Christmas by the acre
Holiday season means business at Jack's Creek Tree Farm
By Kathryn Purcell
The weekend-after-Thanksgiving tradition, for many families, involves bundling up, piling in the car and journeying out in search of the perfect Christmas tree.
For Mark Batchelor and Damon Malcom, however, the weekend-after-Thanksgiving tradition brings with it acres of wandering customers and business by the carload.
Batchelor and Malcom own and run Jack's Creek Tree Farm. Located in Bostwick, Jack's Creek consists of 100 acres, 60 of which contain a variety of Christmas trees for consumers to choose from - Leyland Cypress, Virginia Pine, White Pine, Red Cedar and Green Giant, to name a few. The remaining acreage contains the farm's nursery stock.
Aside from the Christmas trees grown on the property, Batchelor and Malcom ship in Fraser Firs from North Carolina, as demand for that particular tree has grown in recent years.
Catering to the die hard, cut-it-yourself crowd, customers are given a handsaw upon arrival and are directed to the tree-appropriate area of the farm, depending upon the variety of Christmas tree they're after. Out in the field, individual trees are tagged depending on their cost, so that customers know the price of their tree before they cut it down. Once the tree is cut, it's hauled back up to the barn, where it is shaken and bailed, to make it more manageable, and then tied down on the roof of the car.
During the weekend after Thanksgiving and the following weekend, Batchelor and Malcom estimate that they sell 300 trees per day, which translates to near 1,000 people.
In total, Jack's Creek sells between 2,500 and 3,000 Christmas trees a year; half are the imported Fraser Firs, which are constantly kept in water to preserve their freshness, while half are trees that were grown on the property.
When it comes to their customer base, Batchelor says Jack's Creek doesn't get much local business. Instead, people from suburban Atlanta frequent the farm in search of their Christmas tree.
"Most [of our business] comes from Lawrenceville, Gwinnett [County], Walton [County]," Batchelor said. "Lake Oconee does good. They'll come out and get those big Fraser Firs."
They also ship trees; destinations have included Maryland, Ohio, Connecticut and as far north as New York.
Seasonally, Jack's Creek employs 25 people. Running the farm during these holiday weekends takes the extra help of family, friends and members of the Morgan County High School baseball team.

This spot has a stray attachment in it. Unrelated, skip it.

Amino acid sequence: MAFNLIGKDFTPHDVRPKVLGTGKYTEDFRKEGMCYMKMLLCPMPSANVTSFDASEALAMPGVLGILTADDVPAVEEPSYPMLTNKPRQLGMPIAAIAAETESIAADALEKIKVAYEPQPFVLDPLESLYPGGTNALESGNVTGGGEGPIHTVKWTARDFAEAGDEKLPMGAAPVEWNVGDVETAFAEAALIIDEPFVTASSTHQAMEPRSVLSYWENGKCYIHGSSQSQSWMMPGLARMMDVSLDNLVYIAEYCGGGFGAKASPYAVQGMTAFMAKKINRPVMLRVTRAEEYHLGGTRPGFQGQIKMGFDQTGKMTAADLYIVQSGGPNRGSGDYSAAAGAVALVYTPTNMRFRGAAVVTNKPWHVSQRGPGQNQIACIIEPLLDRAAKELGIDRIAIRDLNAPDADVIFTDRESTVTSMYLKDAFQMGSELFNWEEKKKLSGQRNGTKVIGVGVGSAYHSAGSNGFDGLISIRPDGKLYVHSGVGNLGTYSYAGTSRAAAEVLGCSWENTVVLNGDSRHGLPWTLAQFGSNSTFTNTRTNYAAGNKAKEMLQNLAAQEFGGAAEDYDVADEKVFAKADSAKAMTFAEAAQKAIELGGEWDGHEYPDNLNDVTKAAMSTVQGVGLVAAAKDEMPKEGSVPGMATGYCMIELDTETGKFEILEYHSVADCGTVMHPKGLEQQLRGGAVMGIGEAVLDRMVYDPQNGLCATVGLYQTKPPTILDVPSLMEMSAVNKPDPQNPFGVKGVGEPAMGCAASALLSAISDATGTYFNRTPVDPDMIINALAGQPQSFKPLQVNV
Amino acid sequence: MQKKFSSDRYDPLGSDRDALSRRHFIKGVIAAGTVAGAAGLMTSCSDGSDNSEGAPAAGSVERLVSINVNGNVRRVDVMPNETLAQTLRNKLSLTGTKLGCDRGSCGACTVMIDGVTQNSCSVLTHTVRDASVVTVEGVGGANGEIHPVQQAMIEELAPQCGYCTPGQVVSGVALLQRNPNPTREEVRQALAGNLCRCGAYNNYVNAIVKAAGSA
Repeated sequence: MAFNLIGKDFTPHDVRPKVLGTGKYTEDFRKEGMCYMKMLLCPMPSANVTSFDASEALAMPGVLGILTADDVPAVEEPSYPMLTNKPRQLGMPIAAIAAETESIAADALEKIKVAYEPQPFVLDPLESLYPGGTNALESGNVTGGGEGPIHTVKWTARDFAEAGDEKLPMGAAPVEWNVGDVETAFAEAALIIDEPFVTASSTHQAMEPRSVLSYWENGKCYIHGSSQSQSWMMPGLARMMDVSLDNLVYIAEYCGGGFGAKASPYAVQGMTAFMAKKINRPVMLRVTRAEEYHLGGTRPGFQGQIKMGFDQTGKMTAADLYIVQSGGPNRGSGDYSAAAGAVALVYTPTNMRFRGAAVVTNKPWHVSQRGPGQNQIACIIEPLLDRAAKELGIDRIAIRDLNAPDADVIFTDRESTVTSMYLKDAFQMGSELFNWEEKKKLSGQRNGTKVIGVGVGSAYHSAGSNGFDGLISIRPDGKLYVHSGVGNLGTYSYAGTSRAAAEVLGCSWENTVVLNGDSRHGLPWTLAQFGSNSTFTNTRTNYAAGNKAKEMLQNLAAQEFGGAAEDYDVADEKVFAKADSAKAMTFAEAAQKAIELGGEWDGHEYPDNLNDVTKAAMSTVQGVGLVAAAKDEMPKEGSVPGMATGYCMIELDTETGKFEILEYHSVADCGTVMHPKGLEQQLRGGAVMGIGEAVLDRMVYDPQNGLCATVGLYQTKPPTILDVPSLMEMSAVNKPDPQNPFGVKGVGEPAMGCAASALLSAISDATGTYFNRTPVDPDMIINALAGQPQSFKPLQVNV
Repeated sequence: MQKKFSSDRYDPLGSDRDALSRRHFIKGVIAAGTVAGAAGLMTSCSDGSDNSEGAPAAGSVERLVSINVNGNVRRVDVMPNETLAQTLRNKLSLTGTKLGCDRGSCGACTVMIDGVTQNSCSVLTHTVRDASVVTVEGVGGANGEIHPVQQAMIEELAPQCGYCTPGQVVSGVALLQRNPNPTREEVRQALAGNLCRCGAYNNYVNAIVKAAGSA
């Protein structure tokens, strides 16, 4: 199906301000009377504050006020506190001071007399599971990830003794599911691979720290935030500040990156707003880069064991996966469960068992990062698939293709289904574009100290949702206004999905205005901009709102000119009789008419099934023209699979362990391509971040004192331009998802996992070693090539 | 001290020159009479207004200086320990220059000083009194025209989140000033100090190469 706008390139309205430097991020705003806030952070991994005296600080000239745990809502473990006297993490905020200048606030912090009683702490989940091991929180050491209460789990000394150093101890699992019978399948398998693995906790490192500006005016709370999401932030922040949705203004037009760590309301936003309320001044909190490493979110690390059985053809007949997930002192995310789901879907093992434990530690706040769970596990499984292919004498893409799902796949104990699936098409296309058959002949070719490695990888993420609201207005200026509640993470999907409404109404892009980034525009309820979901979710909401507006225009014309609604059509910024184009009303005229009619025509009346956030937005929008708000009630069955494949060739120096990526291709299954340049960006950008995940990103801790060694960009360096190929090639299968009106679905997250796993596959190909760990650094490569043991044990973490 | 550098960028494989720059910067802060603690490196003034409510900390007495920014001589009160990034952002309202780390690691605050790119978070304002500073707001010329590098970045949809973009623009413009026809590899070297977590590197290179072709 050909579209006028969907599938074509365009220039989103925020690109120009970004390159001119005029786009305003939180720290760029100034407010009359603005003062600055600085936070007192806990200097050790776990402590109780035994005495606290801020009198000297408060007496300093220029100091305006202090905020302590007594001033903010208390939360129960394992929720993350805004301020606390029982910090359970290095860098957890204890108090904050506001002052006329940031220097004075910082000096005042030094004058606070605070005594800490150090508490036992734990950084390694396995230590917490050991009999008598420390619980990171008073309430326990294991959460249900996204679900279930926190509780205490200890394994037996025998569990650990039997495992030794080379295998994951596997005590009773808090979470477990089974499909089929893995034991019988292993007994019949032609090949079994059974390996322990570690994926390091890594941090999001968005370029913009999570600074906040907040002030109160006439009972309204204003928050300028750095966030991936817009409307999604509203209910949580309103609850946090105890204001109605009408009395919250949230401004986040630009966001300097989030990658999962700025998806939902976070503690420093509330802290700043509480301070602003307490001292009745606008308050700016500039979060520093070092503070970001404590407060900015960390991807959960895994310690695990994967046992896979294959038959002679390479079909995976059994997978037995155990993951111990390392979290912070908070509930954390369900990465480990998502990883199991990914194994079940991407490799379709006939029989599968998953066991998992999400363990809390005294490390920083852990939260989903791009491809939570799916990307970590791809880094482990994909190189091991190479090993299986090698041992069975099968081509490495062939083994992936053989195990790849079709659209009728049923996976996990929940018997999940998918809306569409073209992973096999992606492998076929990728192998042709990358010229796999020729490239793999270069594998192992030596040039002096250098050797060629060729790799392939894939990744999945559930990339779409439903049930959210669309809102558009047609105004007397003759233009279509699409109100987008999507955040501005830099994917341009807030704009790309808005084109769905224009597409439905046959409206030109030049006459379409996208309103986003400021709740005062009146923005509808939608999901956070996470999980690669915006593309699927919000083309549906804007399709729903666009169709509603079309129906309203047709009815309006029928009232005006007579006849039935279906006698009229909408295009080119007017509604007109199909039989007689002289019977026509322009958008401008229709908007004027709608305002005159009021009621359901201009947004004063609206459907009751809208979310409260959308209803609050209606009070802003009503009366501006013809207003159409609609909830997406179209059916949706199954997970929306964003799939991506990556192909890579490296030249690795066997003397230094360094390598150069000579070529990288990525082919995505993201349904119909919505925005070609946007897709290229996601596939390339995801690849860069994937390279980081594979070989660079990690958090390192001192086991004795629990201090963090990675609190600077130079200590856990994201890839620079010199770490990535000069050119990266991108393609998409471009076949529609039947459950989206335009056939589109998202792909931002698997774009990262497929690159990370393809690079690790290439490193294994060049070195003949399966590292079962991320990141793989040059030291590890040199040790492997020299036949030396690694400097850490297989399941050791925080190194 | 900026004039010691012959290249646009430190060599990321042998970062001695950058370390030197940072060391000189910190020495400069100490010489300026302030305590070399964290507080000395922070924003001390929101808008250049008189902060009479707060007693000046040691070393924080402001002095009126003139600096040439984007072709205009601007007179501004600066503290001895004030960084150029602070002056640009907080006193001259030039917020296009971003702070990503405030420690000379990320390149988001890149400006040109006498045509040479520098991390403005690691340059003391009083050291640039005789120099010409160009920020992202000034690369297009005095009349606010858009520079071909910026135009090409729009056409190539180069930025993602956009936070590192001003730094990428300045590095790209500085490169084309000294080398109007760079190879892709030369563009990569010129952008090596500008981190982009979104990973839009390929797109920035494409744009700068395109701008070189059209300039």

"They work and, instead of paying them, we make a donation to the Dugout Club," Batchelor said.
A tradition in itself, the team has been pitching in (pun intended) at the farm for years, coach included.
The Jack's Creek Tree Farm experience amounts to more than just harvesting the perfect Christmas tree.
During the holiday season, the farm offers a light-speckled hayride, a mere $1 a person, as well as a petting zoo complete with calves and pygmy goats, all of which are borrowed from neighboring farms.
"Most of the animals are borrowed," Batchelor said. "We borrow them for the Christmas season and take them back."
Additionally, the concession stand at Jack's Creek is open and selling items like boiled peanuts and hot chocolate, among other beverages.
Grandma's Christmas Shop, an 1850-era farmhouse, sells various decorative items, like ornaments, garland, bows and fresh-made wreaths, shipped in from North Carolina.
Batchelor and Malcom also offer school group tours; they've developed a program where they tell stories, like "The Magic Christmas Tree," in an effort to educate students about the farm. At the end of this particular hayride tour, the students do indeed find the Magic Christmas Tree, and it just so happens to be decked with enough candy canes for the entire class.
To date, they have about 1,000 students slated to come to Jack's Creek on field trips.
Aside from catering to trees for this year's Christmas holiday, Batchelor and Malcom continually plant Christmas trees for next year.
"We're always planting back," Batchelor said. "We're planting every year, rotating trees. We plant 3,000 trees a year, every year."
Add the nursery stock they have to keep up with, and they plant about 10,000 trees a year.
In the end, Batchelor and Malcom have done their best to be sure that time at Jack's Creek Tree Farm, even if just for an hour or so, is time well spent - as a family.
"The idea behind it has been family," Batchelor said.
Jack's Creek Tree Farm is located at 2291 Price Mill Road in Bostwick, and can be reached at 706.342.1855 or online at www.jackscreekfarm.com.